Director of Florida’s Norton Museum of Art to Retire in March 2019

Hope Alswang, executive director and CEO of the Norton Museum of Art in West Palm Beach, Florida, has announced that she will step down on March 1, 2019, following the opening of the institution’s new Norman Foster–designed expansion project in February.

Under Alswang’s leadership, the Norton has successfully raised more than $100 million for its ongoing capital campaign; significantly expanded its collection, acquiring more than 700 works; greatly increased its community outreach programs; and inaugurated the Recognition of Art by Women (RAW) exhibition series, which highlights living women artists, as well as the biennial Rudin Prize, which is awarded to an emerging photographer who has never had a solo exhibition at a museum.

“Hope has had an electrifying effect on the Norton Museum of Art during her tenure,” said Harry Howell, chairman of the board of trustees. “In supporting our curators to develop groundbreaking exhibitions and significantly expand the permanent collection, she has brought the museum global attention. Now, thanks to her efforts and those of a committed board of trustees and dynamic staff, the Norton is on the cusp of successfully realizing a stunning new wing and beautifully enhanced campus that will transform this institution.”

The new Norton project, the largest capital campaign and building transformation in the institution’s history, will dramatically reorient the museum’s entrance and add 35 percent more gallery space, a new state-of-the-art auditorium, a dining pavilion, and a sculpture garden. It will also double the space previously dedicated to educational initiatives.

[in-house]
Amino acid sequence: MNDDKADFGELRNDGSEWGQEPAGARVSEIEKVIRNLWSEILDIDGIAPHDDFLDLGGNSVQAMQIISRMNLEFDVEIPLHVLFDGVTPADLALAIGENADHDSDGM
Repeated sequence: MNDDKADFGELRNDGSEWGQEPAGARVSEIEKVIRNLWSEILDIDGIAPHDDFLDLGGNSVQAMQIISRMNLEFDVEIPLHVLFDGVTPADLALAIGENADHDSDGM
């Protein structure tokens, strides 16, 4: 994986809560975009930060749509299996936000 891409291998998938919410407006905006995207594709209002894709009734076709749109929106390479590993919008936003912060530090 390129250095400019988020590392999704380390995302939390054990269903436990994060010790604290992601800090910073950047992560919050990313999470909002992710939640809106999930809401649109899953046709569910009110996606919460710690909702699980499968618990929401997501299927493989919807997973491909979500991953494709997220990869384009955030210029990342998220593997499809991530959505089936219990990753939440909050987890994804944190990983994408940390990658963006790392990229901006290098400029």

Commenting on her tenure at the museum, Alswang said: “The founder of this institution, Ralph Norton, gave the museum a simple, but powerful mission: to share and celebrate great works of art with the public. During my time here, in collaboration with a remarkably dedicated board of trustees and brilliantly talented staff, I’ve tried to interpret the meaning of that mission. Which works do we designate as great art? What are the ways in which we can share and celebrate them? Who do we mean, when we speak of the public? The answers we formulated together have now taken tangible form in our new wing. I am deeply grateful to everyone who has contributed to creating a Norton that is larger in every way: its campus, its approach to art, its embrace of the community, and its new place on the world stage.”

Prior to leading the Norton Museum, Alswang served as director of the Museum of Art at the Rhode Island School of Design, president and CEO of the Shelburne Museum in Vermont, and director of the museum program for the New York State Council on the Arts.